If the brakes 204, 206 or the driver 202 make use of electrostatic forces acting on the flexor 208, the flexor 208 typically has a conductive plate connected to one voltage. The voltage may be at ground potential, or some other voltage as long as the differential voltage from the flexor 208 (which may include a rotor) to the stator 210 is high enough to cause electrostatic attraction.

The performance of the motor 200 is related to the performance of the brakes. The maximum torque of the motor 200 should not be greater than the torque applied by either the driving brake 204 or the holding brake 206. Also, a maximum “pinch ratio” is determined partially by the amount of slip in the brakes which may become one of the limiting factors in high torque operations. As used herein, the pinch ratio (PRatio) is defined as the average rotational speed of the driver 202 divided by the average rotational speed of the output (at the pivot point 214).

Given the definition of PRatio, conservation of energy dictates that the average torque applied to a load is the average torque of the driver times the PRatio. Also, the maximum torque of the motor 200 is determined by the smaller of the force exerted by the brakes 204, 206 and the force supplied by the driver 202 times the PRatio. If the braking torque is exceeded, then an external force causes one or both of the brakes to slip. When the brakes 204, 206 are not the limiting factor and the motor 200 is driven against a strong external force, the driver force may limit movement if it is unable to deflect the flexor 208 all the way to its maximum distance.

When the driver 202 is linear instead of rotary, the deflection is naturally stopped at the point where the force supplied by the driver 202 matches the resisting force of the load divided by the PRatio. At the beginning of each stroke of a linear driver, the PRatio is initially large, allowing some deflection of the flexor. As the deflection increases, the PRatio decreases until the point where the driver force equals the load force divided by the PRatio. At that point, there is no more deflection of the flexor 208. Thus as the load increases, the reduced deflection typically decreases the output speed.

The maximum speed of the motor 200 may be governed by the slower of the speeds at which the driving or braking forces can be applied. Hence, small improvements in the brakes can have a large impact on performance. Brakes generate braking forces in proportion to the coefficient of friction (COF) between the moving and stationary parts of the brake. Various materials and surface treatments can be used to increase the COF, thereby improving the performance of the brakes without increasing the force normal to the surface of the brakes.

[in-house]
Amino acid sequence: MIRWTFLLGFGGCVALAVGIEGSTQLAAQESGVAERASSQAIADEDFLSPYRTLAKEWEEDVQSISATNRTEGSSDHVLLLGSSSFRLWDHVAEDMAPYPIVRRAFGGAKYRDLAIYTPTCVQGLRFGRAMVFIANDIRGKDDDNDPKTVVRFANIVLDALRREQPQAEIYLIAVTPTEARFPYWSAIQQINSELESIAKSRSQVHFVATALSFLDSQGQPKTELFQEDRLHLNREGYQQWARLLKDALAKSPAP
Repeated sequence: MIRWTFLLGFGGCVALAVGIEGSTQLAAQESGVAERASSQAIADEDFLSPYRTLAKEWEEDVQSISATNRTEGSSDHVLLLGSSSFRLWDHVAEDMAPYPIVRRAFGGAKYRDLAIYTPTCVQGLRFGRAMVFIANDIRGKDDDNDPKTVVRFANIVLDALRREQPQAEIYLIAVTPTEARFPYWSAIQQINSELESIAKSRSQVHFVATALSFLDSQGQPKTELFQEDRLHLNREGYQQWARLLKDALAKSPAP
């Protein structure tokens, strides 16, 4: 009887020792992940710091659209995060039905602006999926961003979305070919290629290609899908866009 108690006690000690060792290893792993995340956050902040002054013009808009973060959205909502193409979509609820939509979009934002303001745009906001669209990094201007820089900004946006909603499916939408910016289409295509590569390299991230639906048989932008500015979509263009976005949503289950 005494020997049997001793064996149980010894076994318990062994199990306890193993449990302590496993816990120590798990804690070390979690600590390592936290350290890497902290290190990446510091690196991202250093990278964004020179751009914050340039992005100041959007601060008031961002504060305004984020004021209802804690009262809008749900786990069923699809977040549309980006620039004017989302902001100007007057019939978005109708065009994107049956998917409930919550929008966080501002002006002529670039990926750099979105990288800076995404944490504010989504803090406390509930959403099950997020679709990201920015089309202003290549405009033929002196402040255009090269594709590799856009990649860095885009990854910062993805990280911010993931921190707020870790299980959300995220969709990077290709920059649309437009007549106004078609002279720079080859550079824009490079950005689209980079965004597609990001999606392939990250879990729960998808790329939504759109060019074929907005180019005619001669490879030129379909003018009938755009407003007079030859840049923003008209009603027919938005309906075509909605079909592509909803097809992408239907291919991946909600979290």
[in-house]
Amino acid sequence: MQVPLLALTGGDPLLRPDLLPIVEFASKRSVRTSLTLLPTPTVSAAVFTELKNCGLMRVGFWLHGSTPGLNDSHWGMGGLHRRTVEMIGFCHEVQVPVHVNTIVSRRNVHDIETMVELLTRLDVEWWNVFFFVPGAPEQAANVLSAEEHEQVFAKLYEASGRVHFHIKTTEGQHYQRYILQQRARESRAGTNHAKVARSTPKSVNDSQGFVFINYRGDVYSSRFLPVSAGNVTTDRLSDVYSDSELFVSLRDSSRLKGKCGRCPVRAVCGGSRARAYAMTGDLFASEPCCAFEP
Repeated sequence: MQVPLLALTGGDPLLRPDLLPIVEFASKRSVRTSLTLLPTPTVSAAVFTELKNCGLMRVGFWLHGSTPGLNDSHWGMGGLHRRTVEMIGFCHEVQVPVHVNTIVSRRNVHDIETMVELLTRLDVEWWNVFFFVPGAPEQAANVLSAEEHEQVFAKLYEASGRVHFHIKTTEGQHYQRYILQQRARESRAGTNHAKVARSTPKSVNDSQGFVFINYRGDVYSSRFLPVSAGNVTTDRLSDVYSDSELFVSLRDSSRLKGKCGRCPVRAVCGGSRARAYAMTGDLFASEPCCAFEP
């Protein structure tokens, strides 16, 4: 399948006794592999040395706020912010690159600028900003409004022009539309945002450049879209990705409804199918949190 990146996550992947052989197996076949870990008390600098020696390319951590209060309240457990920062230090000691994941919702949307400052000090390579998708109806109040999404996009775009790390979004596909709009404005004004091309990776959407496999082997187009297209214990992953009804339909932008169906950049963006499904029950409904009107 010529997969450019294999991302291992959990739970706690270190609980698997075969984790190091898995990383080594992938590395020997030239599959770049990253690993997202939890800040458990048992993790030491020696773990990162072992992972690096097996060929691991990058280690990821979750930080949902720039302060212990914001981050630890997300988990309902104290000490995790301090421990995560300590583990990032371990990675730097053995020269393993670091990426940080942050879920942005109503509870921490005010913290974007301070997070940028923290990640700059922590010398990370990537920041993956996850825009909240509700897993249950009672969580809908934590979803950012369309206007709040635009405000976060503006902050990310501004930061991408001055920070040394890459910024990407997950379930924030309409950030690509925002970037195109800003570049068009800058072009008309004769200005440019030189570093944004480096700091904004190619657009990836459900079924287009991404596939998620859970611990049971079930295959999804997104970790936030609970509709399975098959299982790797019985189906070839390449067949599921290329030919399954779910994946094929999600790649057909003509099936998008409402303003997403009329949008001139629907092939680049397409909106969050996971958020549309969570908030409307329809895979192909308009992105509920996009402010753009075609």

In operation, when the driving brake 204 is activated and the flexor 208 is bent by application of the driver 202, the extremity 212 is pulled upward (in the direction of the arrow), pivoting around the pivot point 214. The driving brake 204 holds the flexor 208 in place while the flexor 208 is bent.

At some point in time, the holding brake 206 may be activated to keep the flexor 208 in place while the driver 202 is retracted and the driving brake 204 released (to, for example, take out the “slack” in the flexor 208). When the driving brake 204 is released, the flexor 208 is restored to an unbent (e.g., unflexed) position. The restoring force may be supplied by the spring force in the flexor 208 material, by a mechanical linkage from the driver 202 that forces the slider to flatten as the driver 202 is deactivated, or by a second driver used to provide the restoring force.

While the holding brake 206 is applied, the extremity 212 may remain in a raised position until the driving brake 204 is again applied, the holding brake 206 released, and the driver 202 once again applied to bend the flexor 208. With repeated iterations, the extremity 212 can be raised or lowered. This operation is described again later with reference to FIG. 13.

It should be noted that the flexor 208 may be moved toward the left (in the direction of the arrow) or toward the right (in the opposite direction of the arrow). In the latter case, it may be necessary to swap the activation order of the brakes, effectively turning the driving brake 204 into a holding brake and the holding brake 206 into a driving brake. However, when moving towards the right, it is difficult to couple a large force to an output load because the force pushing to the right may exceed the force needed to buckle the flexor 208. In general, larger forces can be coupled when pulling on a flexible material than when pushing on the material. At an extreme, when the material is as flexible as, for example, a rope, the force that can be applied when pushing on a flexor of this material is inadequate for most applications.